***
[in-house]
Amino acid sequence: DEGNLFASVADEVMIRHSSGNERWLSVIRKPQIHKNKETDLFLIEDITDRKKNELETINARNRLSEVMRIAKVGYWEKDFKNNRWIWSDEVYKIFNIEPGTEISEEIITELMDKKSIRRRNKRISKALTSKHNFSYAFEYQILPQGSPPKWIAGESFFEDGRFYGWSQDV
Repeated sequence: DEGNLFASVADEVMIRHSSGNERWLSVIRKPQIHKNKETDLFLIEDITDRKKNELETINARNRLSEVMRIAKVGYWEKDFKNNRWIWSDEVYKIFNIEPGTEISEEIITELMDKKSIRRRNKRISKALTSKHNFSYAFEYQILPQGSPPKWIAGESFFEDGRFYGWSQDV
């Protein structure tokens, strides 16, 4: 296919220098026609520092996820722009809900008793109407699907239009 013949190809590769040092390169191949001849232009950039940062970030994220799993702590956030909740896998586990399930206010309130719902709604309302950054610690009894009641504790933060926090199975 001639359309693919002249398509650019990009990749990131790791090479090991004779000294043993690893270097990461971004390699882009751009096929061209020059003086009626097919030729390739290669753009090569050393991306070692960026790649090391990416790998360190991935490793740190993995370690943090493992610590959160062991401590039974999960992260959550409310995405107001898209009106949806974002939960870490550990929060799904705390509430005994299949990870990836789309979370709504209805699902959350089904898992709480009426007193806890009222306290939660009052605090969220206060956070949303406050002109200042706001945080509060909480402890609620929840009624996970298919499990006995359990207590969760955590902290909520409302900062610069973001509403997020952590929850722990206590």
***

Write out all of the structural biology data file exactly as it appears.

[in-house]
Amino acid sequence: DEGNLFASVADEVMIRHSSGNERWLSVIRKPQIHKNKETDLFLIEDITDRKKNELETINARNRLSEVMRIAKVGYWEKDFKNNRWIWSDEVYKIFNIEPGTEISEEIITELMDKKSIRRRNKRISKALTSKHNFSYAFEYQILPQGSPPKWIAGESFFEDGRFYGWSQDV
Repeated sequence: DEGNLFASVADEVMIRHSSGNERWLSVIRKPQIHKNKETDLFLIEDITDRKKNELETINARNRLSEVMRIAKVGYWEKDFKNNRWIWSDEVYKIFNIEPGTEISEEIITELMDKKSIRRRNKRISKALTSKHNFSYAFEYQILPQGSPPKWIAGESFFEDGRFYGWSQDV
């Protein structure tokens, strides 16, 4: 296919220098026609520092996820722009809900008793109407699907239009 013949190809590769040092390169191949001849232009950039940062970030994220799993702590956030909740896998586990399930206010309130719902709604309302950054610690009894009641504790933060926090199975 001639359309693919002249398509650019990009990749990131790791090479090991004779000294043993690893270097990461971004390699882009751009096929061209020059003086009626097919030729390739290669753009090569050393991306070692960026790649090391990416790998360190991935490793740190993995370690943090493992610590959160062991401590039974999960992260959550409310995405107001898209009106949806974002939960870490550990929060799904705390509430005994299949990870990836789309979370709504209805699902959350089904898992709480009426007193806890009222306290939660009052605090969220206060956070949303406050002109200042706001945080509060909480402890609620929840009624996970298919499990006995359990207590969760955590902290909520409302900062610069973001509403997020952590929850722990206590």